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|Title: ||History and Social Change in Health and Medicine|
|Authors: ||Hooker, C|
|Issue Date: ||2010|
|Citation: ||Hooker, C. ‘History and Social Change in Health and Medicine’, in: The Sage Handbook of Qualitative Methods in Health Research, Eds: Ivy Bourgeault, Robert Dingwall, Ray de Vries. Sage, London, pp265-86. 2010] is available online at http://www.uk.sagepub.com/books/Book232564|
|Abstract: ||In general, qualitative research – in health or otherwise – has not paid much attention to history. And why should it? While most qualitative scholars, particularly the more constructivist among us, would naturally acknowledge that the people and societies they study are different to those that preceded them, this mostly has little or no influence in practice on research design or conduct. History is interesting, yes, but in most cases must seem either too arcane, or too removed, to inform health research.
There are, however, occasions where history may seem to have some instrumental value for health research: to learn about the efficacy and impacts of interventions in the past; to avoid past mistakes or reinventing the wheel; to be more influential advocates. For example, health researchers may be interested in social histories of Prohibition-era USA in order to think about the feasibility of drug bans. Similarly, studies using oral history interviews with politicians and other stakeholders involved in tobacco control legislation were conducted to delineate the set of social conditions and processes that resulted in legislative change, in order to identify any generalisable features that might allow advocates to achieve further tobacco control more quickly and efficiently in the future, or at least to predict and produce conditions conducive to accomplishing further control (Bryan-Jones & Chapman, 2006; Claire Hooker & Chapman, 2006). These studies have empirically verified the utility of Kingdon’s model of policy change (Claire Hooker & Chapman, 2006; Jacobson, Wasserman, & Anderson, 1997; Studlar, 2002) and underscored the key role of ‘policy entrepreneurs’ and ‘windows of opportunity’ in getting tobacco control onto the policy (and eventually, legislative) agenda.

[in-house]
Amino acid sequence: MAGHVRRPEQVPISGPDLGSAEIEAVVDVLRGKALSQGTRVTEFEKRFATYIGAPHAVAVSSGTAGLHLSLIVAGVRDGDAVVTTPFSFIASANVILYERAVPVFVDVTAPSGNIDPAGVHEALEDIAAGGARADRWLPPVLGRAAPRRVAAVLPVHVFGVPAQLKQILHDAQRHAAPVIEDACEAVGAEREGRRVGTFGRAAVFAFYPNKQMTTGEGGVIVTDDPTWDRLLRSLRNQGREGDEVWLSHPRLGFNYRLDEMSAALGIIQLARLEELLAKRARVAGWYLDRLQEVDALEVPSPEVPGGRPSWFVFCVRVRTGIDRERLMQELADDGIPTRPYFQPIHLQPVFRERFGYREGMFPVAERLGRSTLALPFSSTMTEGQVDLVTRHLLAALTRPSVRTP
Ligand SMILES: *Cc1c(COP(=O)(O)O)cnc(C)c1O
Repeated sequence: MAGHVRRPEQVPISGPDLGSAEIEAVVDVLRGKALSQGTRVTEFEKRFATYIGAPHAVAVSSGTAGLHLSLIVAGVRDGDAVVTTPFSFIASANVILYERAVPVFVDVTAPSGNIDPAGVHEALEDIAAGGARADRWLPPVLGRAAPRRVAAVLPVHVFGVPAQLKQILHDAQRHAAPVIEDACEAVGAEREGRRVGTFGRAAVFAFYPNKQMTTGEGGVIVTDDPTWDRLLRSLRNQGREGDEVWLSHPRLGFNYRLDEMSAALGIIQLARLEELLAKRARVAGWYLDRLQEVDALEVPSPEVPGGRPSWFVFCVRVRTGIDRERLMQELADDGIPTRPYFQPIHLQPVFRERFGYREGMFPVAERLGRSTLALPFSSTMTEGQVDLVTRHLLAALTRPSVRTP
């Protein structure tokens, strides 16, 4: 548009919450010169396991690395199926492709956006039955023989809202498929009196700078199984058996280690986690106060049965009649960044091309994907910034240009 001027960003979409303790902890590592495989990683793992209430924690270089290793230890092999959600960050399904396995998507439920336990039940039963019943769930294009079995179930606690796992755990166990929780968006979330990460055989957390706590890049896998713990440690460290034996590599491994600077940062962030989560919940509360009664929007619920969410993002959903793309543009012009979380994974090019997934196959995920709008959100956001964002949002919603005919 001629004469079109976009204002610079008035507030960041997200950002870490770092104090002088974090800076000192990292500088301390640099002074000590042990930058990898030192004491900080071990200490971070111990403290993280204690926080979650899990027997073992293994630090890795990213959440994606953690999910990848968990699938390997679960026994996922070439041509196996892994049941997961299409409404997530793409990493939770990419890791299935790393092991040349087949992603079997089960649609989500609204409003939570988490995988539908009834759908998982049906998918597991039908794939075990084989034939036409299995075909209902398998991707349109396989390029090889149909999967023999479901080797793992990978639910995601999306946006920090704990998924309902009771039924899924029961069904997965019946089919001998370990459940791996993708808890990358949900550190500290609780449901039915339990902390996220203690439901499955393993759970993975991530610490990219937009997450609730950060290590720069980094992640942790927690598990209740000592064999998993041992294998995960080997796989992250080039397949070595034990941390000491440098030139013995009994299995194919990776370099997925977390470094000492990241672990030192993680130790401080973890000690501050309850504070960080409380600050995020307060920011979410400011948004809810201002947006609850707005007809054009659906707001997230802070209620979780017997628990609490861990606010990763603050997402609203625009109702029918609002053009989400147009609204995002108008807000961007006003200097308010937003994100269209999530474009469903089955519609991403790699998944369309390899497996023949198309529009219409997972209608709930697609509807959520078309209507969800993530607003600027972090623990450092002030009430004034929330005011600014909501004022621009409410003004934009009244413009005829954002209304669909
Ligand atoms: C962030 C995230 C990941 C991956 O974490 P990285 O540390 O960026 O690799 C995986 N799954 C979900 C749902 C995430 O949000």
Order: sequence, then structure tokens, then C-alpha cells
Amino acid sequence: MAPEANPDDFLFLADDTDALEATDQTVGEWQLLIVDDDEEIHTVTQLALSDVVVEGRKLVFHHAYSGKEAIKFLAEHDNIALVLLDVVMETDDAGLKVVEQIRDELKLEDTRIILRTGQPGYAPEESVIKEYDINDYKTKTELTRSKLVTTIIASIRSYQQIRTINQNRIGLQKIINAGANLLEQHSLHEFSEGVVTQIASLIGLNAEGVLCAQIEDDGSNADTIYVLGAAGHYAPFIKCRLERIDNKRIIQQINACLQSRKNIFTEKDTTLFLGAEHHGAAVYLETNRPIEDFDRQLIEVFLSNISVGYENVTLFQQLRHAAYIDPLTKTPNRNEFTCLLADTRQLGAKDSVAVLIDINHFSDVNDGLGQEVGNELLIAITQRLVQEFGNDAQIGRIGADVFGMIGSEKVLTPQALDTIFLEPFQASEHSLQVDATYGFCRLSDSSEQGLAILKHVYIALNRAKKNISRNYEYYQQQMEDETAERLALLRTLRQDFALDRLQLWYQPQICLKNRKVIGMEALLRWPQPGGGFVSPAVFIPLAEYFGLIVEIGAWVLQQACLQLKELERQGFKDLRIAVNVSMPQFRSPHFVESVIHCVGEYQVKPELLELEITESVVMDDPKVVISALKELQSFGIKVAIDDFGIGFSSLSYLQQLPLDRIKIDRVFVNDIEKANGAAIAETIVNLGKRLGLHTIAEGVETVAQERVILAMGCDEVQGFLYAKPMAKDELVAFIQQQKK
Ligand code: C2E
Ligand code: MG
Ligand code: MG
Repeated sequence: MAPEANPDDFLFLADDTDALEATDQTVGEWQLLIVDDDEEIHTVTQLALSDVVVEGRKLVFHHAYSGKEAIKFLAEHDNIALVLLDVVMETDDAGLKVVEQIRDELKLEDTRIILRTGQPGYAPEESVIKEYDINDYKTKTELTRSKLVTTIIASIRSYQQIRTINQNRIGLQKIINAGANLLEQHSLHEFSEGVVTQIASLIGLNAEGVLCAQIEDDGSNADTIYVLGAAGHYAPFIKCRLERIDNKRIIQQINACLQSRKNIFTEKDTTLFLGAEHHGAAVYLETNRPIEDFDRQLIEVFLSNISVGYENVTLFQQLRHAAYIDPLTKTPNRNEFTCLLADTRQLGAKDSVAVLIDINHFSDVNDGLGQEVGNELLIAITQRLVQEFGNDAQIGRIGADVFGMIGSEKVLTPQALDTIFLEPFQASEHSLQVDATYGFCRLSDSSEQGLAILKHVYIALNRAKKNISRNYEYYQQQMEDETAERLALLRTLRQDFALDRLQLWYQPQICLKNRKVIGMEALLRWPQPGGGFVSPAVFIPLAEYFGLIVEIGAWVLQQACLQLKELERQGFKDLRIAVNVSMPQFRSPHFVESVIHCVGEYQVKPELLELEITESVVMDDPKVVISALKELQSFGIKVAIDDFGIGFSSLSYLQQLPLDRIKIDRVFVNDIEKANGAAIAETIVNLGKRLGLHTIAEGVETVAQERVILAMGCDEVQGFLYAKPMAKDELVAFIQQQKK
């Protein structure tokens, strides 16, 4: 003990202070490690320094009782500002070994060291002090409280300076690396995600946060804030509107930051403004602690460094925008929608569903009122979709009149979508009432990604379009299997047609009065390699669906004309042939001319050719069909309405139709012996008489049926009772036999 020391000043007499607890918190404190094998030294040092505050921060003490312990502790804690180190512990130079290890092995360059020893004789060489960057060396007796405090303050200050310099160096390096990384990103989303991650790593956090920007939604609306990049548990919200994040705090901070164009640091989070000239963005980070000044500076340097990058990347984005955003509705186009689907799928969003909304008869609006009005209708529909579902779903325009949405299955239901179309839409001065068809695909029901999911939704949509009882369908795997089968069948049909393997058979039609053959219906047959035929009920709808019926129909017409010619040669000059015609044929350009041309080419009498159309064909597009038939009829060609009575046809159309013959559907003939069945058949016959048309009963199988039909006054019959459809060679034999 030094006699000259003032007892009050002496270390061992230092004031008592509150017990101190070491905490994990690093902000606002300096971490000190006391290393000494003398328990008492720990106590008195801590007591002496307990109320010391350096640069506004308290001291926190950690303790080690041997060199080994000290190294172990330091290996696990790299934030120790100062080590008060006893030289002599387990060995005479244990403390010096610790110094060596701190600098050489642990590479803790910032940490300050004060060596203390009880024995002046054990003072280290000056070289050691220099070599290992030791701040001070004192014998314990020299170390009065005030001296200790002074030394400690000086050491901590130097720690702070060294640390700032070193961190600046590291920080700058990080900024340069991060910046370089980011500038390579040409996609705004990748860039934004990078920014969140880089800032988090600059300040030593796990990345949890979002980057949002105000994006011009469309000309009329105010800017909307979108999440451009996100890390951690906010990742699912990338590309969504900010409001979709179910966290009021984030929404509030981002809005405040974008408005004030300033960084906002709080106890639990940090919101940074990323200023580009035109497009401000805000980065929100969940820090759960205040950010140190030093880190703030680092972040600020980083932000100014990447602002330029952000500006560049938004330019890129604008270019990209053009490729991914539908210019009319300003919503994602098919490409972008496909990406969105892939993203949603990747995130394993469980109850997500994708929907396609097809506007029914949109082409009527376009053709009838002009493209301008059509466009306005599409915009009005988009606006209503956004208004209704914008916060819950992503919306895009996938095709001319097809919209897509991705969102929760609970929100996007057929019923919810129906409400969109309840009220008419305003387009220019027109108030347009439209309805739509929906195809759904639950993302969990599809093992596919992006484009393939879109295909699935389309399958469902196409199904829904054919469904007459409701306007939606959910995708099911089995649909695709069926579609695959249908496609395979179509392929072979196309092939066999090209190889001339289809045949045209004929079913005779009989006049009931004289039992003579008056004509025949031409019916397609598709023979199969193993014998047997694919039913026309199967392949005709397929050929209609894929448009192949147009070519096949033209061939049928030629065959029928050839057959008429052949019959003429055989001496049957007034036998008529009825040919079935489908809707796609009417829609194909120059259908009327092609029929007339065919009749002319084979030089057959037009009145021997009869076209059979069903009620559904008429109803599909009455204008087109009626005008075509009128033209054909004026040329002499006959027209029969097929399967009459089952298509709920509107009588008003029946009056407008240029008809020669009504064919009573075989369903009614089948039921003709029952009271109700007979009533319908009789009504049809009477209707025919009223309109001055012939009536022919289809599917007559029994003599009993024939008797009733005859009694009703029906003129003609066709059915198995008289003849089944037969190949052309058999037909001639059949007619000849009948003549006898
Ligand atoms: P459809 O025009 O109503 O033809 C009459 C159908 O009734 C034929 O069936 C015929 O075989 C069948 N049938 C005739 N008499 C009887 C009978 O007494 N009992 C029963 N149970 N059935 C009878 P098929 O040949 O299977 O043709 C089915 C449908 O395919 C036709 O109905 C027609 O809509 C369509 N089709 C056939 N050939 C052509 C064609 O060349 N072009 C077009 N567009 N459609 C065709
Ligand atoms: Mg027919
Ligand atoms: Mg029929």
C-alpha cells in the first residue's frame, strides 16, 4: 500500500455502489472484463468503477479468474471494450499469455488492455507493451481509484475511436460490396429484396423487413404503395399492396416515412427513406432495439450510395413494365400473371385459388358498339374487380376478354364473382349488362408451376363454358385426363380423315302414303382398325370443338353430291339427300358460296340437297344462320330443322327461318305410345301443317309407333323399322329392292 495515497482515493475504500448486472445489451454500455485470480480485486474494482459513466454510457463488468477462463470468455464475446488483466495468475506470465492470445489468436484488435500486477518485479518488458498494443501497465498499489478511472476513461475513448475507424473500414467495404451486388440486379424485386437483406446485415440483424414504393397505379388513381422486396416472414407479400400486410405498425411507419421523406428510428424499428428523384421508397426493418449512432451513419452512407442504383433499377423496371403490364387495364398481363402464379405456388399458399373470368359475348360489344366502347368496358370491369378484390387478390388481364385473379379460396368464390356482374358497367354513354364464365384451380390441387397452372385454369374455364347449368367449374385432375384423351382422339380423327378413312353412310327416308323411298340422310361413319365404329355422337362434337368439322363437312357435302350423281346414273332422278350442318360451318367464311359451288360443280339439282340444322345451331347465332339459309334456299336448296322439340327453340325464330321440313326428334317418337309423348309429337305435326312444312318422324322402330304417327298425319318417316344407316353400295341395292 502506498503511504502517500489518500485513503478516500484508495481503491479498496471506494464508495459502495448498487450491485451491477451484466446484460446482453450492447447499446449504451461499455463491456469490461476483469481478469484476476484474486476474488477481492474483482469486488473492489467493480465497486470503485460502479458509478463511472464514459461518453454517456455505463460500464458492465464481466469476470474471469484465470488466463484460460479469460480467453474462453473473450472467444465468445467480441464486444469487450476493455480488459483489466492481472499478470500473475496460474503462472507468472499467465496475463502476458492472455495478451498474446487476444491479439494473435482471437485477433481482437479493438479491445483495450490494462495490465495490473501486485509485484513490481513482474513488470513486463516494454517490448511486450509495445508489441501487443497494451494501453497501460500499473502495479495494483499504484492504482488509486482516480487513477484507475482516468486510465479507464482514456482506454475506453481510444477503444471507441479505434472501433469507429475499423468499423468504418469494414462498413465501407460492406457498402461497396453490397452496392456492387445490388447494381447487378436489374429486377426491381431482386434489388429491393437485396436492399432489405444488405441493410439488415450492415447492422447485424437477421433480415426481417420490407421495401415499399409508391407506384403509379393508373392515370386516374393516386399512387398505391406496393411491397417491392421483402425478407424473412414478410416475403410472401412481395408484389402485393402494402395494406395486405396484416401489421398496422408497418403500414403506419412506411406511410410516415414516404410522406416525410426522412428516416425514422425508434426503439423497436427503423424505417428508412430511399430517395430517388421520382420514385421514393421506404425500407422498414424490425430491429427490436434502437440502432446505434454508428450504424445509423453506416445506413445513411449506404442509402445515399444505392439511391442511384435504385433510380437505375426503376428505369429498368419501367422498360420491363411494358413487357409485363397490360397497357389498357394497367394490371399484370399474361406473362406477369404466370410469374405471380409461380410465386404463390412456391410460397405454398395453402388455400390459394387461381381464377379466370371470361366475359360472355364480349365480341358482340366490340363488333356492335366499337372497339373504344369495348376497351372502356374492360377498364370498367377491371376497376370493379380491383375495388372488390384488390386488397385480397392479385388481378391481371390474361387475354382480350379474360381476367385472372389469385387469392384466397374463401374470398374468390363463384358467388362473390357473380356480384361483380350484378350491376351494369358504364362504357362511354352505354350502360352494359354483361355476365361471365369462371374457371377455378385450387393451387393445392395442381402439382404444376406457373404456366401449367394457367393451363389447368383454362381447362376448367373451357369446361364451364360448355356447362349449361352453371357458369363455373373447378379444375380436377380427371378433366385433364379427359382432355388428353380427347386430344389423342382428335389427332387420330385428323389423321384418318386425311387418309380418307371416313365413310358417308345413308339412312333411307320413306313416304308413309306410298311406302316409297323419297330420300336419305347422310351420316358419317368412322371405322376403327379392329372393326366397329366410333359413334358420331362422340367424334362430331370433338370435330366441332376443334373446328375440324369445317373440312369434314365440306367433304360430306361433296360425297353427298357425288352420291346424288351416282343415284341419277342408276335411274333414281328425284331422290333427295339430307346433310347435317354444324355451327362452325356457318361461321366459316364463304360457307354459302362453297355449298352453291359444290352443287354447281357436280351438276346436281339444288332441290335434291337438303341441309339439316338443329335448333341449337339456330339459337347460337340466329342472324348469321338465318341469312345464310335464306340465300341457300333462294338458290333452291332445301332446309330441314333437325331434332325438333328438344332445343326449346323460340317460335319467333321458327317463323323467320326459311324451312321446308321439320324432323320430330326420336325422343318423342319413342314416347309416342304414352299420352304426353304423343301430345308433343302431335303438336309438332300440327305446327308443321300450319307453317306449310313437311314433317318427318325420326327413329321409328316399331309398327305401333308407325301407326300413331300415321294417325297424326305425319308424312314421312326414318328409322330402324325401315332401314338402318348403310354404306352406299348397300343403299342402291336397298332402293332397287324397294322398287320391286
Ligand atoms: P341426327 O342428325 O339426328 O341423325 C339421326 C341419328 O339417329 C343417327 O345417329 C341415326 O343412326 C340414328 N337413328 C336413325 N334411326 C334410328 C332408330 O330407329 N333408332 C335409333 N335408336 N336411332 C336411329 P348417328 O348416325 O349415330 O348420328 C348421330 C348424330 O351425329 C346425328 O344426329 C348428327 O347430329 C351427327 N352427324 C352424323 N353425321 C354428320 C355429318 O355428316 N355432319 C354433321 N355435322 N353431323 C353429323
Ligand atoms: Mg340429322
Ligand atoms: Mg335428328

These sorts of studies are certainly compelling and often useful. What they do not do, however, is capture the unique qualities of people’s action and experience in a specific time and place, nor situate or understand these things in relation to wider social influences. There are different, good, reasons for qualitative researchers to be interested in history: for its capacity to enhance sensitivity to social context and its unique critical perspectives on health and medicine. The approaches and perspectives of history – the development of what I refer to as an ‘historian’s nose’ – can lead scholars to ask important new analytic questions, challenging their assumptions and goals, and leading to much deeper or more novel analyses.|
|Type of Work: ||Book chapter|
|Type of Publication: ||Post-print|
|Appears in Collections:||Research Papers and Publications. Sydney Health Ethics|
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